The Pink Flamingo does not concentrate enough on the culture of New Mexico. This is one of the times when …Read the Rest
When The Pink Flamingo was in elementary school, I read a book about the discovery of the coelacanth. I’ve been …Read the Rest
The Gralien Report brings news of a world “champion” Diamondback being found in Florida. The story is still being verified. …Read the Rest
Has Bigfoot turned into an urban scavenger?
The San Antonio Bigfoot story is quite intersting. There are allegedly footprints, handprints, and some say itis a baboon.
From Loren Coleman:
“...Fidel Amaton, who is a technician at the body shop, was the first to see the animal early in October 2009 as he was throwing trash into the bin behind the shop. Amaton said it was early in the morning and he still was rubbing the sleep from his eyes when he was startled by what appeared to be a monkey that jumped out of the bin.
“…Still, the occasional discovery of above-ground alligators in New York — on Staten Island, in Central Park or in Queens — refreshes the story. And of course, there was that one case in 1935. Salvatore Condoluci, the teenager who roped that alligator, is now 92. Though he has forgotten some of the details, he still remembers hearing the thrashing in the icy water beneath the manhole, first seeing the creature’s head, and using a rope to lasso and haul it to the surface…”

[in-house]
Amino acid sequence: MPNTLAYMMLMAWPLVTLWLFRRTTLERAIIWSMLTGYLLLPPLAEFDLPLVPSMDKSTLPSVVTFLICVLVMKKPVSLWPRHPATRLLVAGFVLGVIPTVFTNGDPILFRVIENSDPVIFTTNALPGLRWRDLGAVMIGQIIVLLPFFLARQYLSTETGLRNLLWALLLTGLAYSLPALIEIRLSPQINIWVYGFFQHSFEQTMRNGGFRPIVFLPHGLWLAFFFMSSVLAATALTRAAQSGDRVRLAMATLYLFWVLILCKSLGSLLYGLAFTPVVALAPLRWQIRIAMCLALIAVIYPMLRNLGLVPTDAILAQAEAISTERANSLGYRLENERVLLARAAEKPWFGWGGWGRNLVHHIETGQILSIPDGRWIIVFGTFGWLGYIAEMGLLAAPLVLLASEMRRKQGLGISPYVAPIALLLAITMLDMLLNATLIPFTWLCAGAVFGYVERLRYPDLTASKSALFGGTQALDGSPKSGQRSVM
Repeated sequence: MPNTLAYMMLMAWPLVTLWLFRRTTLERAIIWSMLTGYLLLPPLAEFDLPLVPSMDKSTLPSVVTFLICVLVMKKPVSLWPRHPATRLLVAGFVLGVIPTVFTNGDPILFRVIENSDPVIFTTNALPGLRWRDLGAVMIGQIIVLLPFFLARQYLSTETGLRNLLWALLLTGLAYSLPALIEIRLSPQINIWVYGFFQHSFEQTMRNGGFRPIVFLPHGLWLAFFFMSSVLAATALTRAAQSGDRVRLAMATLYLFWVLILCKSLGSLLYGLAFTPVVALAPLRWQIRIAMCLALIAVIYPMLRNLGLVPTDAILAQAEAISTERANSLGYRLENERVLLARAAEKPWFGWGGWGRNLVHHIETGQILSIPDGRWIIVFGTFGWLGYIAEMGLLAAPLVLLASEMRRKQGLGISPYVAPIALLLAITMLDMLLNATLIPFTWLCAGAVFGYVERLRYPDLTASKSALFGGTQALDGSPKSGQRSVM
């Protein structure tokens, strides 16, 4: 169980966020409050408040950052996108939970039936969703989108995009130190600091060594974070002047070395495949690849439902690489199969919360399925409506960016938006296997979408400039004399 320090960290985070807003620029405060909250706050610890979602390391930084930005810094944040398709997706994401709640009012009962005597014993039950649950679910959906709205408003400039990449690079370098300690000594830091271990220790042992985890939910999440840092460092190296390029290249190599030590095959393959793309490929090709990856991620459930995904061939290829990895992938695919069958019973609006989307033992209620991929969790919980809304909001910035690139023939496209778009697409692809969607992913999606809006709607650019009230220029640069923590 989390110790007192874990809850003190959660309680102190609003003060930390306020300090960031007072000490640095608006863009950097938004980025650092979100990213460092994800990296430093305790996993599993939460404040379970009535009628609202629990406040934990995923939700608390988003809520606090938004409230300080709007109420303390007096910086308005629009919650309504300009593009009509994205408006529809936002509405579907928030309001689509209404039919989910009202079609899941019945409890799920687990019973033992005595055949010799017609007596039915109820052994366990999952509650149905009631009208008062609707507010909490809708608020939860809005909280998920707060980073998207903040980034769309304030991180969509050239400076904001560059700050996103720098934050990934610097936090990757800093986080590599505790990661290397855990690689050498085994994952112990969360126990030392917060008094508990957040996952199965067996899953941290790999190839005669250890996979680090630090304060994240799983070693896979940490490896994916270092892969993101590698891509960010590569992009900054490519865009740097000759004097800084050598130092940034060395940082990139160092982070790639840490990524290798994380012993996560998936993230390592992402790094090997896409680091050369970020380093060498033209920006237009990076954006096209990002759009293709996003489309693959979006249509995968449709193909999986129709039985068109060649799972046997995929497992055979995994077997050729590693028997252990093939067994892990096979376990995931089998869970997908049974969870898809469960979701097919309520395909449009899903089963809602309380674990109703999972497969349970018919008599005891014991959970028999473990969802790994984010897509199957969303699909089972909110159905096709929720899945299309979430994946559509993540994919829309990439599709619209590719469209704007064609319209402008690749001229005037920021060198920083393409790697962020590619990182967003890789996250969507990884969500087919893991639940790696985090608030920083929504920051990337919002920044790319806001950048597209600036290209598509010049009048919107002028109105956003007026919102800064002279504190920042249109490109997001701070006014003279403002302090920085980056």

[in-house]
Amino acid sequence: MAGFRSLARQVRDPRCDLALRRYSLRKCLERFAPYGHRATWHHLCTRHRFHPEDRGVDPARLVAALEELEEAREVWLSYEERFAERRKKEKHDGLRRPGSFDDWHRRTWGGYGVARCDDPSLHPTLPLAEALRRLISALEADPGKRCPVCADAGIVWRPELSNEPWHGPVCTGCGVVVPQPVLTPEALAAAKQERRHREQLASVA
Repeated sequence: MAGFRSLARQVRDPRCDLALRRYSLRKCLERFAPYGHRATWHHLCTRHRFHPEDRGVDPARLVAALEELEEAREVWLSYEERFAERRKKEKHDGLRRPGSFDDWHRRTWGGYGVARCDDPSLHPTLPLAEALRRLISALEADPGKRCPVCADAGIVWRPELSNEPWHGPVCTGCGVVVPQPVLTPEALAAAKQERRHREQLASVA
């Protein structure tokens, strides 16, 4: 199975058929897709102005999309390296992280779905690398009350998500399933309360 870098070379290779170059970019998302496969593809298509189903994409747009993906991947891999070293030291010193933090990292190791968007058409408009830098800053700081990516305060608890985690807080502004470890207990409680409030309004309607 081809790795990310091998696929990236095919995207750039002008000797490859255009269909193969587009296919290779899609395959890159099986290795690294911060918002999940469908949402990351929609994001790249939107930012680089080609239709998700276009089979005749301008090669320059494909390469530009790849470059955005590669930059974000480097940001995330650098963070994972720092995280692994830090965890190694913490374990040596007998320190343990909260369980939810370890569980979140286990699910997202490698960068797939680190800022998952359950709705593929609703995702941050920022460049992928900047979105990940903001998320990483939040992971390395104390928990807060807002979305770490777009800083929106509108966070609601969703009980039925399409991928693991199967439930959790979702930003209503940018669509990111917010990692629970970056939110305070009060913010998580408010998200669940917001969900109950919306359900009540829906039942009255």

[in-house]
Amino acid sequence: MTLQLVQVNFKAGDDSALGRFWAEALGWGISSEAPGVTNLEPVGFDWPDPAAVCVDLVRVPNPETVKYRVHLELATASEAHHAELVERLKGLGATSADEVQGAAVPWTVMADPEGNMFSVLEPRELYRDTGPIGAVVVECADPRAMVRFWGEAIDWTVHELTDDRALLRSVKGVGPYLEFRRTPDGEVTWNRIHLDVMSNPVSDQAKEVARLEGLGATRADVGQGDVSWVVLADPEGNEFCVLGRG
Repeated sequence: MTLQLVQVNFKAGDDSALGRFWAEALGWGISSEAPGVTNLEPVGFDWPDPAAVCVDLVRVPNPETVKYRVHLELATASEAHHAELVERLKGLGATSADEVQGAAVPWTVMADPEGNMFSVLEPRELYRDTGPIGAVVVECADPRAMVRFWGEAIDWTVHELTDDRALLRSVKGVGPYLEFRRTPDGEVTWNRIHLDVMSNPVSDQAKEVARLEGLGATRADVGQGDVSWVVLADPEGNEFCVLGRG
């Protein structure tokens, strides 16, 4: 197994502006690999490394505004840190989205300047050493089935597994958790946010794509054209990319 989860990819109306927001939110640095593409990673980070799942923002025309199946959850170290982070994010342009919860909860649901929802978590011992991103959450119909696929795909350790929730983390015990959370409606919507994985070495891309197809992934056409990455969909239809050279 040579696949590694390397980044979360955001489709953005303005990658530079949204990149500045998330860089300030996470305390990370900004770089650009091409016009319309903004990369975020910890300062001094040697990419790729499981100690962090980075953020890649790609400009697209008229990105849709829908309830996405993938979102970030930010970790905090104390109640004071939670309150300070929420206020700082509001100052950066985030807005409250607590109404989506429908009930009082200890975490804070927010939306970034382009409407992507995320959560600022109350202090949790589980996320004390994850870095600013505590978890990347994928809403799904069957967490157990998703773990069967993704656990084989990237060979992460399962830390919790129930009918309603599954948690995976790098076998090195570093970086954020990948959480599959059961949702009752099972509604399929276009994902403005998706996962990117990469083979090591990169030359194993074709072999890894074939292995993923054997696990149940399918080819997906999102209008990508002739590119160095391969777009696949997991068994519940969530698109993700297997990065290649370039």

Loren Coleman brings news that the New York Times has managed to track down the person who told the story in 1932 about a 7 foot long alligator in the New York sewer.
“…These stories were backed by scattered reports, mostly very old, of alligators living in sewer systems that appeared in papers around the country, including Atlanta, Dallas and Newark. The most widely cited of these was an article in The Times on Feb. 10, 1935, headlined “Alligator Found in Uptown Sewer.”
The Pink Flamingo has been fascinated by coelacanths since I read a book about them in elementary school. The other day a baby coelacanth was filed swimming by Aquamarine Fukushima.
“...The Japan Times and other news outlets are reporting on November 18, 2009, that a team from an aquarium in Iwaki, Japan has successfully, in a world first, photographed juvenile coelacanths (example above), a fish regarded as a living fossil, off Indonesia’s Sulawesi Island.
Aquamarine Fukushima reports that the small newborns were found Oct. 6, 2009, at a depth of 161 meters in Manado Bay off North Sulawesi Province. This is near where the Indonesian coelacanth was first discovered in a fish market in 1997, and then off-shore in 1998…”